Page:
The Numismatic Bibliomania Society



The E-Sylum: Volume 16, Number 5, February 3, 2013, Article 31


Dennis Tucker writes:

E-Sylum readers might be interested in this article by Abebook’s Richard Davies, published last week in Publishers Weekly. I like his advice of spending time in book shops, and his assertion that you don’t need to spend a fortune to have fun with rare books. I’m not so crazy about the idea of facsimile dustjackets (unless they’re authorized by the publisher or copyright holder).

Thanks. Here's an excerpt. -Editor

It might just be me, but I believe far fewer ‘Physical Books are Dead’ articles are being published these days. Just as well because book collecting is alive and well, and co-existing happily alongside digital media. Avid readers are still becoming book collectors. Beautiful, rare and interesting editions are still being bought and sold.

The first question for any potential book collector to answer is ‘What should I collect?’ The answer is simple – collect the books you love. I always advise collecting for love rather than financial gain. It could be an author or a literary group, every possible edition of a single title, a genre or a sub-genre, an era or a publisher, first editions, signed copies or books illustrated by a particular artist.

Can you make money from collecting rare books? Yes, but like the stock market, the value of books can decrease as well as increase. Can you build a collection of valuable books? Again yes, but, again like the stock market, it takes knowledge and research to strike gold. Are books a good long-term investment? It depends – can you identify books that will gain value over a couple of decades?

Collecting books for financial gain is not easy. That’s why it’s good to start with the books you love and know well.

If you already have first editions from up-and-coming authors on your shelves, you need patience. The big bucks are generated by books from legends of literature such as Kipling, Hemingway, Kafka and Tolkien – writers who have inspired millions of readers. It can take a long time to become legendary.

Another key question is how much should be spent on a book collection? Thanks to the Internet, it’s easy to spend $40,000 on a signed first edition of Casino Royale by Ian Fleming. Set a budget and stick to it. If you are collecting books that have prices out of your reach, be smart – spread your net into charity book sales, library sales, and thrift shops. Spot undervalued copies and snap them up. I met one collector who loved first editions from Fleming but could not afford them – instead he bought later editions and added facsimiles of first edition dust jackets. Facsimile jackets can be bought for $20.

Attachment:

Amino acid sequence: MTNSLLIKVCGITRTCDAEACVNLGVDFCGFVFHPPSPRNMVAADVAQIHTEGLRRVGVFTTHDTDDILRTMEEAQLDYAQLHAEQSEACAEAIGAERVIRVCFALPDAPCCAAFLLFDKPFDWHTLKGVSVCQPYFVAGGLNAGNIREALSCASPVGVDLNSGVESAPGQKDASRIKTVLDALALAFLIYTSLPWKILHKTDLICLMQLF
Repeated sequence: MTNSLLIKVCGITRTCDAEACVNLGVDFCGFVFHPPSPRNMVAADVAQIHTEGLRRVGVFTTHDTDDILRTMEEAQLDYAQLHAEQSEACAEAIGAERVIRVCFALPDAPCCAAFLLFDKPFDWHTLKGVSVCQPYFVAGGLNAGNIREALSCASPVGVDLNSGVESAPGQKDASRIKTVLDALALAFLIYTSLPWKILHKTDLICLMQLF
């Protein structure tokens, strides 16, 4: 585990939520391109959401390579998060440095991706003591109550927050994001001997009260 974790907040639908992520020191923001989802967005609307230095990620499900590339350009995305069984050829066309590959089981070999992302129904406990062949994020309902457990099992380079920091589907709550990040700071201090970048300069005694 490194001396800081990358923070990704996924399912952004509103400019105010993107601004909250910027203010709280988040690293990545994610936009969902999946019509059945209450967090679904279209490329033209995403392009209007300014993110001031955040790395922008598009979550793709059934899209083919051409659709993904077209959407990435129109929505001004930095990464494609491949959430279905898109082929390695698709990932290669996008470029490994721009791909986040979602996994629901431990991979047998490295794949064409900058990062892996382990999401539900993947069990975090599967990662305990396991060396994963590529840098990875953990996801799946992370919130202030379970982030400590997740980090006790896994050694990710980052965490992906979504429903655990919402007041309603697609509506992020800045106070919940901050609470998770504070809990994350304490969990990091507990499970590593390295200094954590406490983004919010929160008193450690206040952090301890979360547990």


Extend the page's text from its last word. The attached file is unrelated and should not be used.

Good advice. We all love coin books, right? So if you haven't already, start collecting them! -Editor

Dave Bowers adds:

Concerning facsimile book jackets, these are to the book business what Chinese counterfeit coins are to American numismatics.

About 10 to 20 years ago I thought it a nice idea to collect one each of the old editions of The Hardy Boys and Tom Swift. I bought a few at antiquarian book shows then learned of the leading dealer specialist. I then bought a couple dozen from that source, only to learn (from a bibliophile friend) that all of the dust jackets were fake. Andy Brown, who used to conduct the Gotham Book Store in NYC, also a friend, dealt in first-edition novels, charging market prices for rarities—but constantly being offered copies w repro covers.

In numismatics we are lucky that there are laws against counterfeiting (although not always easy to have enforced). For fake book jackets there is no consumer protection. Sellers usually show a picture or whatever and do not describe; buyers assume they are original!

To read the complete article, see: Book Collecting 101 (

Wayne Homren, Editor

NBS ( Web

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